One year after declaration on fraternity, pope calls for end to terrorism

Vatican City, Feb 4, 2020 / 10:03 am (CNA).- Pope Francis Tuesday marked the first anniversary of the joint signing of the Abu Dhabi document on human fraternity with a video message urging an end to extremism and terrorism.

The pope called the signing a “great humanitarian event,” adding that he hopes “for a better future for humanity, a future free from hatred, rancor, extremism and terrorism, in which the values of peace, love, and fraternity prevail.”

The video message was sent to the Arab Media Convention for Human Fraternity, held in Abu Dhabi Feb. 3-4, and organized by the Muslim Council of Elders.

The convention took place on the first anniversary of the signing of “A Document on Human Fraternity for World Peace and Living Together” by Pope Francis and Ahmed El-Tayeb, Grand Imam of Al-Azhar, in Abu Dhabi.

Pope Francis signed the document during his February 2019 visit to Abu Dhabi, capital of the United Arab Emirates, a trip intended to promote interreligious dialogue and give support to the country’s Christian minority.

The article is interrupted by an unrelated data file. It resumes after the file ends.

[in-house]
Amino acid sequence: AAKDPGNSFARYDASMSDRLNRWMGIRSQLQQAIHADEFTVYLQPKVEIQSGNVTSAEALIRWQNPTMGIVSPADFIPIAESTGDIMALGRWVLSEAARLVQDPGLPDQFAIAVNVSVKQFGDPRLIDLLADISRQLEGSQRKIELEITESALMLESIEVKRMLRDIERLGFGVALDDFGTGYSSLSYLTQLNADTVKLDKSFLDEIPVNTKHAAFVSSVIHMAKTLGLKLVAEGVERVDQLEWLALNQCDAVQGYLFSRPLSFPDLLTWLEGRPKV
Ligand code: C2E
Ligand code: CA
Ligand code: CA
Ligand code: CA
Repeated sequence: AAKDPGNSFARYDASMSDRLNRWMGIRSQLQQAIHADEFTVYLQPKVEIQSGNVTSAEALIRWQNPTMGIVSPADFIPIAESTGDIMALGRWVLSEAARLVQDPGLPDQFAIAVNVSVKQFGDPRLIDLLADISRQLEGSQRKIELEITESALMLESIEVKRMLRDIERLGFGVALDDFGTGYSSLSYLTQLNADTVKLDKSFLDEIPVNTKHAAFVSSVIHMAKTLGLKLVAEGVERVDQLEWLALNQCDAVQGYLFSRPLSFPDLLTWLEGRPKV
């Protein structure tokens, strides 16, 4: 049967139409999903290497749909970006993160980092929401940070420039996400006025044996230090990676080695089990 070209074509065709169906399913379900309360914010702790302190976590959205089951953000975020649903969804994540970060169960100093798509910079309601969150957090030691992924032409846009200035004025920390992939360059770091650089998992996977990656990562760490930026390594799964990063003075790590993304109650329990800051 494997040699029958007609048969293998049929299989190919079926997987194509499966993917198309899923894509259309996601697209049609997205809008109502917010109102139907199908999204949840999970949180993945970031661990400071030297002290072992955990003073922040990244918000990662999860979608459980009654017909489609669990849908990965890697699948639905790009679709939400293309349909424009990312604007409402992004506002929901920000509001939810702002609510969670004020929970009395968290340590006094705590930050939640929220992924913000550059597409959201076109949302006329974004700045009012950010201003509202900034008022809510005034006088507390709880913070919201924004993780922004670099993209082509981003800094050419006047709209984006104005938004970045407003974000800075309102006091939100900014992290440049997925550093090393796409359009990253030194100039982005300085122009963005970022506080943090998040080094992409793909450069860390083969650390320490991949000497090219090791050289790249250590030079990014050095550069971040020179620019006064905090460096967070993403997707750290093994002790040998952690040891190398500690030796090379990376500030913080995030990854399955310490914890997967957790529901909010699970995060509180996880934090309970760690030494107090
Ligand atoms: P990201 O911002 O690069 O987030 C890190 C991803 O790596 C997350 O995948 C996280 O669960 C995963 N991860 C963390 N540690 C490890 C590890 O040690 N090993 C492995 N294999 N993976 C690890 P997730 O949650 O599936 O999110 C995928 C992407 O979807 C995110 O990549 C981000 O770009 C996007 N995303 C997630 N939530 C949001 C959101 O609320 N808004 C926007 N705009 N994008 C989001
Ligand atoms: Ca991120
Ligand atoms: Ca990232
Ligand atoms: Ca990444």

In his anniversary video message, the pope noted his appreciation of the United Arab Emirates for its support of the Supreme Committee for Human Fraternity, a group formed to implement the 2019 peace declaration.

The pope’s video was shown during the awarding of the International Prize of Human Fraternity. Francis said he was happy to encourage “virtuous models of men and women who in this world embody love through actions and sacrifices made for the good of others… no matter how different they are by religion or ethnic and cultural belonging.”

“I ask Almighty God to bless every effort that benefits the good of humanity and helps us to move forward in fraternity,” he concluded.

The prefect of the Vatican’s communications dicastery, Paolo Ruffini, was a speaker at the convention, which was held to strategize promotion of the values of the declaration through the media.

Ruffini said the anniversary of the signing of the human fraternity document “represents for me, and for all of us, an opportunity to renew a commitment and a mutual promise: the commitment to always be instruments of peace, even – or perhaps above all – in the way in which we communicate.”

Ruffini also argued that social communication can be guilty of “fomenting misunderstandings, resentments, enmity,” and said “for these reasons, the Holy See’s Dicastery for Communication has dedicated and continues to dedicate its energies toward making the principles of the Declaration on Human Fraternity known to everyone, and of course to our Catholic readers.”
 

 

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